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I am fully aware of how deep in the Land of Alzheimer’s Disease I live, but two incidents occurred this week that jolted my awareness of that reality.

The first occurred when two of my Support Group friends and I were discussing fundraising ideas for our Alzheimer Chapter’s Memory Walk to be held in April. One of the women said – “Be sure to call all of your friends and ask them to join the Walk and to contribute.” That is when the realization hit. I said, “I don’t have any friends except you guys and the rest of those I have made from our Support Group.”  Another woman said, “You know, me either. We used to get together with people from our church, but we don’t anymore. Our Alzheimer friends are our friends. We are comfortable with one another, can say anything, and we understand each other.”

I am not unhappy with that situation. I am grateful that we have such warm, caring, supportive friends, with whom we can and do socialize. But it was still an odd sensation to verbalize that I have no friends outside of my Alzheimer’s Group. When we moved to Florida 3 ½ years ago, Sid had just been diagnosed, and was going through some difficult, angry, unpredictable behaviors. We tried to make friends, but I never felt comfortable with anyone until we met the people in the Support Group. Of course, as in all situations, not everyone is friends with everyone, but we do have a large group who get along well and have become close.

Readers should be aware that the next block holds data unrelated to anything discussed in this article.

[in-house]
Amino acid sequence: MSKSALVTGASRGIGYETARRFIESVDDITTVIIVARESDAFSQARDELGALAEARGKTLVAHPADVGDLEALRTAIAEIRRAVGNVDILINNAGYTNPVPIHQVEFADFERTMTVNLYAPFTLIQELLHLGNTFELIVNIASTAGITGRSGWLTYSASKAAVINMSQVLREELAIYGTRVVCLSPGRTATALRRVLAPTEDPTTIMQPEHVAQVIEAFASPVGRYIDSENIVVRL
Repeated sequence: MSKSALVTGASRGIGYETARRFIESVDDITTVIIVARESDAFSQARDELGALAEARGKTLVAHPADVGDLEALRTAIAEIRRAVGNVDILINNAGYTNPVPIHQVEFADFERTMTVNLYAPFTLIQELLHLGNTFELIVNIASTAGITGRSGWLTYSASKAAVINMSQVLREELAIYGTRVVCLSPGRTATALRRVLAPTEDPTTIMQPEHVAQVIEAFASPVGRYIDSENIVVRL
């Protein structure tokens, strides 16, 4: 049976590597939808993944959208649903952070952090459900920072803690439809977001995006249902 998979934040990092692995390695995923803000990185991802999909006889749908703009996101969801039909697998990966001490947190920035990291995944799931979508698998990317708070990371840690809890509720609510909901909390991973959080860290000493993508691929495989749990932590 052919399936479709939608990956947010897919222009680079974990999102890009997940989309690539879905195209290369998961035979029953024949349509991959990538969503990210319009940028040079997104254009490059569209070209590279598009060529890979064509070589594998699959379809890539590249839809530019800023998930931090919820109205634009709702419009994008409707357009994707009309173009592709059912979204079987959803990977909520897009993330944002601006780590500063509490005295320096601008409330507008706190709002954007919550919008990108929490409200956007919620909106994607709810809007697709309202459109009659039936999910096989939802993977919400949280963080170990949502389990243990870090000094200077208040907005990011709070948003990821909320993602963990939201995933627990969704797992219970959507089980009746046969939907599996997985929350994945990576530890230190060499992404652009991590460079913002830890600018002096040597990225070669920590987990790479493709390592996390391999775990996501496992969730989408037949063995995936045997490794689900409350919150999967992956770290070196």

The second incident occurred when I overheard another Alzheimer spouse talking about a travel group. Many of you are aware of how much I detest driving, and am looking for bus trips to various attractions around Florida that Sid can still enjoy. When she mentioned the travel group, I had the oddest sensation – something akin to a tiny electric shock to my body. I shuddered for a second, and thought – “Oh, but how would that work?” He is still able to pull off appearing normal in public, but he gets anxious in new situations with new people. He worries that he will forget their names, and everything they say to him (which he does). Do I really feel like having to explain for him, watch out for what he will say or do every second? How much fun can a trip be if we are both stressedabout what he will say, what he will forget, how confused he may become?

These incidents were a mere few moments in time – insignificant in the long run of my life, but significant enough to me at those moments to give me a strong shove of Alzheimer’s Reality – a spotlight on my life as it is, and will be for the foreseeable future.

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©Copyright 2010 Joan Gershman 
The Alzheimer Spouse LLC
2009 All Rights Reserved       



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The Alzheimer Spouse LLC 2009 All Rights Reserved          












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